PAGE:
Our best advice to your question is suggesting that your boyfriend gets in touch with the WSIB. Thanks.

  9. My spouse is a general contractor (sole proprietor) a one person business. registered in 2013 for WSIB because of the new legislation. His premium is 9.1% . As a one person business he normally calculates the total sale minus materials purchased minus expenses (office, vehicle etc) that is the money he takes home. I asked WSIB since he doesnt have a fixed salary how to calculate the premium it is based on the net (basically on the money he takes home) ? They told me no it is based on the total invoice there are very few major materials you can deduct.
    So if the sale is for $10,000.00 materials are $4,000.00 vehicle and other expenses let’s say being $2,000.00 his take home money will be $4,000.00

    With the new legislation in the same escenario sale $10,000.00 WSIB $910.00 (9.1% of 10,000.00) materials $4,000.00 other expenses $2,000. take home money will be $3,090.

    This is ridiculois!! It should be at least net of materials!!

    • Sandy Naiman says:

      Hi Gabriela,

      Thank you for writing and expressing your frustration and concerns about the changes in WSIB rules for business owners in the construction sector, especially for sole proprietors such as your spouse.

      We appreciate your taking the time to write and contribute to this dialogue. You’re an important part of this process. I hope you will continue to read and comment on all our stories, but I realize how close to the bone this one is for you.

      We’re learning all the time from readers’ comments such as yours and we’ll continue to share more as we learn more about these and other issues that affect the onwers and workers construction trade.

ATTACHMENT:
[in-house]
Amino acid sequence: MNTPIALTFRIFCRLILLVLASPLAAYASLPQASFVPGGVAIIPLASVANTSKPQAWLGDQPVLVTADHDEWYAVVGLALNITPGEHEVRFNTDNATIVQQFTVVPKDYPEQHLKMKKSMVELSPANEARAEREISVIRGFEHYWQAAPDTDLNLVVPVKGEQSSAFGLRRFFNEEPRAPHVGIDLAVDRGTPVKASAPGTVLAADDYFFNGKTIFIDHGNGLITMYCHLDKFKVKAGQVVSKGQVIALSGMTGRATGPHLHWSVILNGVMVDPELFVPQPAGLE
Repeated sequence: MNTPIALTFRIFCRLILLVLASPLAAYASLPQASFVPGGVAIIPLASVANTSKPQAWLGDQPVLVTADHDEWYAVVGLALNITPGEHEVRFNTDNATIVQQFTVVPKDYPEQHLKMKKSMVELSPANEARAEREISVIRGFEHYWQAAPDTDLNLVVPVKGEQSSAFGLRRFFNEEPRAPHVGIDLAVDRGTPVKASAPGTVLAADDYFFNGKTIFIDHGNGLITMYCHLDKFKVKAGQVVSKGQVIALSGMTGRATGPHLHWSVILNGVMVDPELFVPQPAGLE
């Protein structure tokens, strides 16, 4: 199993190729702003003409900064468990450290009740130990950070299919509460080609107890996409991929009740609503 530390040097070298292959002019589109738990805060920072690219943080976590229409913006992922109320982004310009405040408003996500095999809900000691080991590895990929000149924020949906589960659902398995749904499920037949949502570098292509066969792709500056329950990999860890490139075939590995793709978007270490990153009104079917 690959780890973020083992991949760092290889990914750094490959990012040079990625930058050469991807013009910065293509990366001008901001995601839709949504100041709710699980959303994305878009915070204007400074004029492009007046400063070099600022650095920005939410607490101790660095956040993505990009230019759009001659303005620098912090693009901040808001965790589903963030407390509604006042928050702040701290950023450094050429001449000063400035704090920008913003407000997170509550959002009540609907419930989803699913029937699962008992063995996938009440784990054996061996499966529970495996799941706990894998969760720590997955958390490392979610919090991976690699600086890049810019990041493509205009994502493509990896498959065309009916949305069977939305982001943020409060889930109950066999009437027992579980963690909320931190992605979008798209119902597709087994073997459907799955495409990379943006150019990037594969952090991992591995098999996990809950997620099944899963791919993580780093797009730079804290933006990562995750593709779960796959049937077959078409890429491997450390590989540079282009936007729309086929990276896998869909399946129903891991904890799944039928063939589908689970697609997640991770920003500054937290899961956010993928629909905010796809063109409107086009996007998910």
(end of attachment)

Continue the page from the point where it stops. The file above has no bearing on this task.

Again, thanks for commenting.

      Best,
      sln

  10. Does employer should include in WSIB in 2013 if he is in payroll in his own company?
    Thanks!

    • Mike Erskine-Kellie says:

      Hi Jane,
      We have nothing to do with WSIB. We are an online magazine and write on a variety of job safety issues from across Canada. In this case, we have simply provided an article to help people understand some of the changes that WSIB has made.

      We are not experts in any one organization’s policies. We help our readers by getting information on subjects that will be of interest to a broad cross section of visitors to the site. But we certainly can’t speak for WSIB or anyone other than our own publication.

      Our best advice on your payroll question is getting in touch with the WSIB. Thanks.

  11. Collin Masonry says:

    I was injured last year and my son did most of the work. I paid him $30,000 with about $15,000 in expenses and net for myself $629.00. Hopefully this year will be better, but the new rules would have me paying 12.7% on my gross as a masonry contractor with my son as my partner or sub- contractor, amounting to a $5715.00 premium. We’re barely making it as it is. Robertson, philips and flathead them.

  12. I pay the candidate as per their Invoice for the IT services. Do i fall under WSIB ?

    • Mike Erskine-Kellie says:

      Hi Karthik,
      We have nothing to do with WSIB. We are an online magazine and write on a variety of job safety issues from across Canada. In this case, we have simply provided an article to help people understand some of the changes that WSIB has made.
      We are not experts in any one organization’s policies. We help our readers by getting information on subjects that will be of interest to a broad cross section of visitors to the site. But we certainly can’t speak for WSIB or anyone other than our own publication.
      Our best advice to your question is suggesting that your boyfriend gets in touch with the WSIB. Thanks.